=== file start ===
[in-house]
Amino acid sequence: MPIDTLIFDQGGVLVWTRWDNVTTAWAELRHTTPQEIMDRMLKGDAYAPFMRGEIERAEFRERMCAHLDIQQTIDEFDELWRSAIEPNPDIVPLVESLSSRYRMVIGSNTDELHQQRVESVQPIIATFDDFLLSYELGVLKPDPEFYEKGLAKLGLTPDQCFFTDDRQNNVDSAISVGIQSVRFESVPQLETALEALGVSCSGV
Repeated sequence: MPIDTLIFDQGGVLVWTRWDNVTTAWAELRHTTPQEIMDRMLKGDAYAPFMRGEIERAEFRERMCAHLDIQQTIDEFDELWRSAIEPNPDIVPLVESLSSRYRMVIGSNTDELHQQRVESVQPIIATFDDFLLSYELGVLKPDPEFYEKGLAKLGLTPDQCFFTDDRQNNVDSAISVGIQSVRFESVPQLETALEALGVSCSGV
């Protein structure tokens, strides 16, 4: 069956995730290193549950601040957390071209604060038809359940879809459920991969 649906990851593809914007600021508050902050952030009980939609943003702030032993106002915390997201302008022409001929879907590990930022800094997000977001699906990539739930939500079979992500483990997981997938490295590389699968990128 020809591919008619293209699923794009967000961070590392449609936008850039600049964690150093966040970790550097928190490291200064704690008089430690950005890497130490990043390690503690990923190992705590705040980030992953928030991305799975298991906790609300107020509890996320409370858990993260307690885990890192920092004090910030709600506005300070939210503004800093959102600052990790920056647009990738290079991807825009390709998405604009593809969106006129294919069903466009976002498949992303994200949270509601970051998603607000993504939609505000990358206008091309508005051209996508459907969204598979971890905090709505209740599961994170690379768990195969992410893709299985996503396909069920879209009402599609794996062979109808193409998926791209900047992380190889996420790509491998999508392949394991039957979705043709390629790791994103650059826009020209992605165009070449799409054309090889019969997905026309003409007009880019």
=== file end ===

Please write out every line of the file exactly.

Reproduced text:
[in-house]
Amino acid sequence: MPIDTLIFDQGGVLVWTRWDNVTTAWAELRHTTPQEIMDRMLKGDAYAPFMRGEIERAEFRERMCAHLDIQQTIDEFDELWRSAIEPNPDIVPLVESLSSRYRMVIGSNTDELHQQRVESVQPIIATFDDFLLSYELGVLKPDPEFYEKGLAKLGLTPDQCFFTDDRQNNVDSAISVGIQSVRFESVPQLETALEALGVSCSGV
Repeated sequence: MPIDTLIFDQGGVLVWTRWDNVTTAWAELRHTTPQEIMDRMLKGDAYAPFMRGEIERAEFRERMCAHLDIQQTIDEFDELWRSAIEPNPDIVPLVESLSSRYRMVIGSNTDELHQQRVESVQPIIATFDDFLLSYELGVLKPDPEFYEKGLAKLGLTPDQCFFTDDRQNNVDSAISVGIQSVRFESVPQLETALEALGVSCSGV
């Protein structure tokens, strides 16, 4: 069956995730290193549950601040957390071209604060038809359940879809459920991969 649906990851593809914007600021508050902050952030009980939609943003702030032993106002915390997201302008022409001929879907590990930022800094997000977001699906990539739930939500079979992500483990997981997938490295590389699968990128 020809591919008619293209699923794009967000961070590392449609936008850039600049964690150093966040970790550097928190490291200064704690008089430690950005890497130490990043390690503690990923190992705590705040980030992953928030991305799975298991906790609300107020509890996320409370858990993260307690885990890192920092004090910030709600506005300070939210503004800093959102600052990790920056647009990738290079991807825009390709998405604009593809969106006129294919069903466009976002498949992303994200949270509601970051998603607000993504939609505000990358206008091309508005051209996508459907969204598979971890905090709505209740599961994170690379768990195969992410893709299985996503396909069920879209009402599609794996062979109808193409998926791209900047992380190889996420790509491998999508392949394991039957979705043709390629790791994103650059826009020209992605165009070449799409054309090889019969997905026309003409007009880019």